Real Toads

Some Definitions

If I feel physically as if the top of my head were taken off, I know that is poetry. (Emily Dickinson)

Poets are the unacknowledged legislators of the world.  (Percy Bysshe Shelley)

A poet can survive everything but a misprint. (Oscar Wilde)

There’s no money in poetry, but then there’s no poetry in money, either.  (Robert Graves)

Poets are soldiers that liberate words from the steadfast possession of definition. (Eli Khamarov)

It is the job of poetry to clean up our word-clogged reality by creating silences around things.  (Stéphane Mallarmé)

Poetry is the revelation of a feeling that the poet believes to be interior and personal which the reader recognizes as his own.  (Salvatore Quasimodo)

To have great poets there must be great audiences.  (Walt Whitman)

There is poetry as soon as we realize that we possess nothing.  (John Cage)

Out of the quarrel with others we make rhetoric; out of the quarrel with ourselves we make poetry.  (W.B. Yeats)

Perhaps no person can be a poet, or can even enjoy poetry, without a certain unsoundness of mind.  (Thomas Babington Macaulay)

Poetry, like the moon, does not advertise anything.  (William Blissett)

I have never known the police of any coun­try to show an inter­est in lyric poetry as such. But when poems stop talk­ing about the moon and begin to men­tion poverty, trade unions, color lines, and colonies, ome­body [always] tells the police. (Langston Hughes)

A poet’s work is to name the unnameable, to point at frauds, to take sides, start arguments, shape the world, and stop it going to sleep.  (Salman Rushdie)

Genuine poetry can communicate before it is understood.  (T.S. Eliot)

Everything one invents is true, you may be perfectly sure of that.  Poetry is as precise as geometry.  (Gustave Flaubert)

Poetry is not a civilizer, rather the reverse, for great poetry appeals to the most primitive instincts.  (Robinson Jeffers)

Poems are bullshit unless they are / teeth or trees or lemons piled / on a step. (Amiri Baraka)

Poetry is. . .

the achievement of the synthesis of hyacinths and biscuits. (Carl Sandburg)

the best words in the best order. (Samuel Taylor Coleridge)

just the evidence of life.  If your life is burning well, poetry is just the ash. (Leonard   Cohen)

the language in which man explores his own amazement.  (Christopher Fry)

nearer to vital truth than history.  (Plato)

a kind of ingenious nonsense.  (Isaac Newton)

          the art of uniting pleasure with truth by calling imagination to the help of reason.  (Samuel Johnson)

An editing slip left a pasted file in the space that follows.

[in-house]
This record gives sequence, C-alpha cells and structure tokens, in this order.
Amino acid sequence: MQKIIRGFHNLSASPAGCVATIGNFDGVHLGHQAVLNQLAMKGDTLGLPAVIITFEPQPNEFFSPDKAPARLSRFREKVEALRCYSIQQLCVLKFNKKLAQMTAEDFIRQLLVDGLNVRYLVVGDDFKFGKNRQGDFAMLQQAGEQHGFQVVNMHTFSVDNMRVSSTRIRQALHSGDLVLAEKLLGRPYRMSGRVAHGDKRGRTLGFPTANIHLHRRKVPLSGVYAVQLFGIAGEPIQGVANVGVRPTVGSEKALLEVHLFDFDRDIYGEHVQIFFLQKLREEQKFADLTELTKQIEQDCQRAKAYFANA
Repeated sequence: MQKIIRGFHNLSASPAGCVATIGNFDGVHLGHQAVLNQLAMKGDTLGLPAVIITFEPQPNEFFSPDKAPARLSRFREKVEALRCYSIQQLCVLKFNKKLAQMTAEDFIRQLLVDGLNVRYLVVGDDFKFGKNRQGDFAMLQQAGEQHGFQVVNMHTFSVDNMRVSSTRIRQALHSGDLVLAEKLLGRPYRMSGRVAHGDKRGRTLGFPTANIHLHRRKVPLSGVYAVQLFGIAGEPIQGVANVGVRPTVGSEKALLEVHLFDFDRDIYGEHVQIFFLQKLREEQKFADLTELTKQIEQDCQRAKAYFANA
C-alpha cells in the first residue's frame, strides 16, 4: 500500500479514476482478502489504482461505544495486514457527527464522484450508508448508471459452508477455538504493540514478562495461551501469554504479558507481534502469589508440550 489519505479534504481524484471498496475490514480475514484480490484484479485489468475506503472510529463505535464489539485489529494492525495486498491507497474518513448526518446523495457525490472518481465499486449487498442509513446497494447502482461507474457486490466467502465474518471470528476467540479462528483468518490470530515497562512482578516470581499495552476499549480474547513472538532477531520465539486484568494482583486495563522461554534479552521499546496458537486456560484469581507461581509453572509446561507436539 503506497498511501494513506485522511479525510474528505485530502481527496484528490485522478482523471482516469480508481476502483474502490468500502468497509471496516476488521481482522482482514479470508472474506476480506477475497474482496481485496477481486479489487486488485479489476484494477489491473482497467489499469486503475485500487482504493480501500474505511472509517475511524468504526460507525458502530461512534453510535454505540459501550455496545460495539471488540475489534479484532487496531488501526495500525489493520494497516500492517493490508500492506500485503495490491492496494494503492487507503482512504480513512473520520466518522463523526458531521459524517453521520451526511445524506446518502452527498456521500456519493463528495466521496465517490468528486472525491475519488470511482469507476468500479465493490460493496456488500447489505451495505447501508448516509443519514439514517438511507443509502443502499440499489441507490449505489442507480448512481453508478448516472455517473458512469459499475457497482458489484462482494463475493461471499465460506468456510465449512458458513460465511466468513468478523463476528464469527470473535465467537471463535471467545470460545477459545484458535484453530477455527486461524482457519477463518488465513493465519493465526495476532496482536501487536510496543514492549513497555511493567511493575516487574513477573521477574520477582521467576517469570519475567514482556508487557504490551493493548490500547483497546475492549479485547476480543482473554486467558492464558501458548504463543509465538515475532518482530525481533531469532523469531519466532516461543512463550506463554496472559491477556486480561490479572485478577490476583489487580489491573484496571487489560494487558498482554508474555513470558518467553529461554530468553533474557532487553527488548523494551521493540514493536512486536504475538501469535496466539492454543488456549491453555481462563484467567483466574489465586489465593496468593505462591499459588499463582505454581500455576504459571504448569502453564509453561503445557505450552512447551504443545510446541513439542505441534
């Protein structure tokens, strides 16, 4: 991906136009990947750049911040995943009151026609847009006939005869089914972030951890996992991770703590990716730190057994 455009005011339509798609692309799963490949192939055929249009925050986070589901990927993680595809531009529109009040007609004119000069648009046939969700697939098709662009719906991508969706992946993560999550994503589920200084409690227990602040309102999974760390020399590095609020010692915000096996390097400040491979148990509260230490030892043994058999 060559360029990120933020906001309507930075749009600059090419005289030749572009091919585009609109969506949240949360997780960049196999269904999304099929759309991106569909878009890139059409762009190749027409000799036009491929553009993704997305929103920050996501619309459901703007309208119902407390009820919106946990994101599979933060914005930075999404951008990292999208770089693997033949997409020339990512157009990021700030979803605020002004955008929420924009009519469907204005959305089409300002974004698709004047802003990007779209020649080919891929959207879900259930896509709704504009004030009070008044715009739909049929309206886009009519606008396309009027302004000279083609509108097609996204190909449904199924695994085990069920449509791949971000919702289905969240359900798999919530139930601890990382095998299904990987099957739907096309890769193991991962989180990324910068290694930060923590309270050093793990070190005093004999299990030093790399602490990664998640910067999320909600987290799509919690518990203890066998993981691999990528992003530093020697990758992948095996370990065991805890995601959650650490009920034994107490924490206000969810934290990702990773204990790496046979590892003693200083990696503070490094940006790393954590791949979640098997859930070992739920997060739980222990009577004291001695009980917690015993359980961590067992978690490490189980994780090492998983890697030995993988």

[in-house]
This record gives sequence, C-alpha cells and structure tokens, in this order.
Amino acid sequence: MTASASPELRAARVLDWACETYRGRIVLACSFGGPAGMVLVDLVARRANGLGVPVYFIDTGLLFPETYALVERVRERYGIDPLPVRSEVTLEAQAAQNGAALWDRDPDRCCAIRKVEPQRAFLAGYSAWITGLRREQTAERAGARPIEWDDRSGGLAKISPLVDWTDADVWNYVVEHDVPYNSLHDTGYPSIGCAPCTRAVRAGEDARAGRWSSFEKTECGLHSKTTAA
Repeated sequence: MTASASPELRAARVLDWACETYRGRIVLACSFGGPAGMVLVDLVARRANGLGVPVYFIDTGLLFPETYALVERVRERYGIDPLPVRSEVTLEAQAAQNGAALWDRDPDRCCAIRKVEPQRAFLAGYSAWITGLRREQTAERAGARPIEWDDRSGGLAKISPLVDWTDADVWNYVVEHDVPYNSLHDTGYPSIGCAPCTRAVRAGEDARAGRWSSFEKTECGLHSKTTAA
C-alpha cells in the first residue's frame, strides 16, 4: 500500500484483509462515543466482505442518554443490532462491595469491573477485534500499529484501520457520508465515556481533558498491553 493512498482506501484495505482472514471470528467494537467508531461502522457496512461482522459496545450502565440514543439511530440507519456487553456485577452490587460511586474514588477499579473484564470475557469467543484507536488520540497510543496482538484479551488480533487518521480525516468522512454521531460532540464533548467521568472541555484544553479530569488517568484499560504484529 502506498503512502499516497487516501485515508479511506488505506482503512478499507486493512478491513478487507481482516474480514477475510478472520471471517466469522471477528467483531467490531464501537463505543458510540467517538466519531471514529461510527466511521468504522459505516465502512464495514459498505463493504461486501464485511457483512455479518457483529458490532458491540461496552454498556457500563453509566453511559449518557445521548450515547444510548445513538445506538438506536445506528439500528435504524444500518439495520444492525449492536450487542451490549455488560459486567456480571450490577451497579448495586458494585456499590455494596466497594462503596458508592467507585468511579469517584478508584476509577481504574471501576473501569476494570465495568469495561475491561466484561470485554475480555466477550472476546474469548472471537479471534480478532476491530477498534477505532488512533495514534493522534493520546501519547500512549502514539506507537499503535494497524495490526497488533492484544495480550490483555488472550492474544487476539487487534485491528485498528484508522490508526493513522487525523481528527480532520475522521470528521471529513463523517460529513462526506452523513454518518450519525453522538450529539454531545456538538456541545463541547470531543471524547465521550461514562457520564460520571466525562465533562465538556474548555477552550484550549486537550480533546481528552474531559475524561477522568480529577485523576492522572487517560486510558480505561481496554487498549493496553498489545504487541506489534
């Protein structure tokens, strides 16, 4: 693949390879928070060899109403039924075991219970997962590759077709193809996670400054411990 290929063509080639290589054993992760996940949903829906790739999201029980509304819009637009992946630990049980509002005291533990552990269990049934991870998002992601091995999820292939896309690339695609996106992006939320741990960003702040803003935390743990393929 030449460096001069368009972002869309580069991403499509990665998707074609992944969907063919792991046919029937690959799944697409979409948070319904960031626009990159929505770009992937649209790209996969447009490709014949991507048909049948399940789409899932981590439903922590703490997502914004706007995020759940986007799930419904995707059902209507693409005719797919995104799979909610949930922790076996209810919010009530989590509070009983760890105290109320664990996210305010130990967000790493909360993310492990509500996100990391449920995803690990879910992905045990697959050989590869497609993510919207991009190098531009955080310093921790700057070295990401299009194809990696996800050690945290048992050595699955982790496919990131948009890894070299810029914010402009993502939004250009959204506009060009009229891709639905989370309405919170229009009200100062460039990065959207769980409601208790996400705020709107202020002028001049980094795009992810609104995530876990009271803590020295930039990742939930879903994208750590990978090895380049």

the supreme fiction. (Wallace Stevens)

          a momentary stay against confusion.  (Robert Frost)

the harmonious union of man with nature. (Thomas Carlyle)

imaginary gardens with real toads in them. (Marianne Moore)

what makes me laugh or cry or yawn, what makes my toenails twinkle, what makes   me want to do this or that or nothing. (Dylan Thomas)

the lava of the imagination whose eruption prevents an earthquake.  (Lord Byron)

certainly something more than good sense, but it must be good sense at all events; just as a palace is more than a house, but it must be a house, at least. (Samuel Taylor Coleridge)

          thoughts that breathe, and words that burn.  (Thomas Gray)

the journal of a sea animal living on land, wanting to fly in the air.  Poetry is a search for syllables to shoot at the barriers of the unknown and the unknowable.  Poetry is a phantom script telling how rainbows are made and why they go away. (Carl Sandburg)

the music of the soul, and above all of great and feeling souls. (Voltaire)

life distilled. (Gwendolyn Brooks)

a mirror which makes beautiful that which is distorted. (Percy Bysshe Shelley)

the rhythmical creation of beauty. (Edgar Allan Poe)

the spontaneous overflow of powerful feelings recollected in tranquility. (William Wordsworth)

not a turning loose of emotion, but an escape from emotion; it is not the expression of personality, but an escape from personality. (T.S. Eliot)

what gets lost in translation. (Robert Frost)

prose bewitched. (Mina Loy)

verse: Prose is not verse. Or else poetry is everything with the exception of business documents and school books. (Leo Tolstoy)

the one permissible way of saying one thing and meaning another. (Robert Frost)








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